Burgundy’s wine growers are used to the quirks of nature, especially rain, humidity and the disease pressure that accompanies them. However, 2012 has been particularly challenging. On Aug. 1, the third hailstorm in 2 months unleashed its fury on some vineyards in the Côte de Beaune.
“It’s been hard, really hard,” said Alex Gambal, who grows grapes as well as purchases grapes and wine for his Alex Gambal label. “Everyone is keeping the proverbial stiff upper lip, but no one I have talked to remembers when it’s been like this.”
The latest in a series of violent storms affected vineyards in Chassagne-Montrachet, Puligny-Montrachet, Meursault and parts of the Hautes Côte de Beaune. In a region where most of the row orientation runs east to west, the south-facing side of the vines were damaged, with as much as 50 percent of grapes lost.
Aggravating the situation is the fact that many growers had already removed leaves to promote air circulation to combat the spread of mildew. This left grape clusters exposed and more susceptible to damage from hail.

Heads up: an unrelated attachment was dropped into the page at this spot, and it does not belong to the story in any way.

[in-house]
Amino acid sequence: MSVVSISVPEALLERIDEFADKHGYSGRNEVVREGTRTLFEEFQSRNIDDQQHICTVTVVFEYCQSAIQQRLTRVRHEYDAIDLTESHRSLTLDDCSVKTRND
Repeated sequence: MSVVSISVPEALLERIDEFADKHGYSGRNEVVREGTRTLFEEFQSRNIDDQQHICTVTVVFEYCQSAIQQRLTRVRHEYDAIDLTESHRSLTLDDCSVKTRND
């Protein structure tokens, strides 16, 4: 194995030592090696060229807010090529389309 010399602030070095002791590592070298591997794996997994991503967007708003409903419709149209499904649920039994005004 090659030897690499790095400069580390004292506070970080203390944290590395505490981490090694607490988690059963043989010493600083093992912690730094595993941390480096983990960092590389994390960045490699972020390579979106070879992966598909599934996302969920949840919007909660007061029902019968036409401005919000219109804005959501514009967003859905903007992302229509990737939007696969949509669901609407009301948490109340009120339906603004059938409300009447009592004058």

This was the latest setback in a year that has been unrelenting. April brought cold, wet conditions that retarded the growth of the vines. The precipitation continued into May, with alternating periods of heat and cold, perfect conditions for mildew.
The fight against mildew has required more treatments than usual, but the wet weather has made it difficult to get machinery into the vineyards. Growers have resorted to spraying from canisters carried on the backs of workers. “Labor costs this year are already through the roof,” exclaimed Gambal.
Violent storms in June resulted in the first hail striking parts of Beaune, Savigny-lès–Beaune and Chorey-lès-Beaune. The continued cold, wet weather resulted in a long, drawn-out flowering with coulure (poor fruit set) and the constant threat of mildew. The second hailstorm hit Volnay and Pommard on June 30. It has rained on and off since.
Mounir Saouma, co-owner of the boutique négociant-eleveur Lucien Le Moine, acknowledged that 2012 has been difficult, but said it’s too early to determine the potential quality. “Burgundy is a mysterious place,” he said. “Until the wines are completely done (after [malolactic fermentation] and a year of aging) we don't know the quality of the vintage.” He cited 2004, 2006, 2007, 2008 and 2010 as examples of vintages that overcame difficult growing seasons.
Gambal estimates his volume could be down by as much as 50 percent. “We could end up with good grapes,” he said. “The problem is there are no grapes.”
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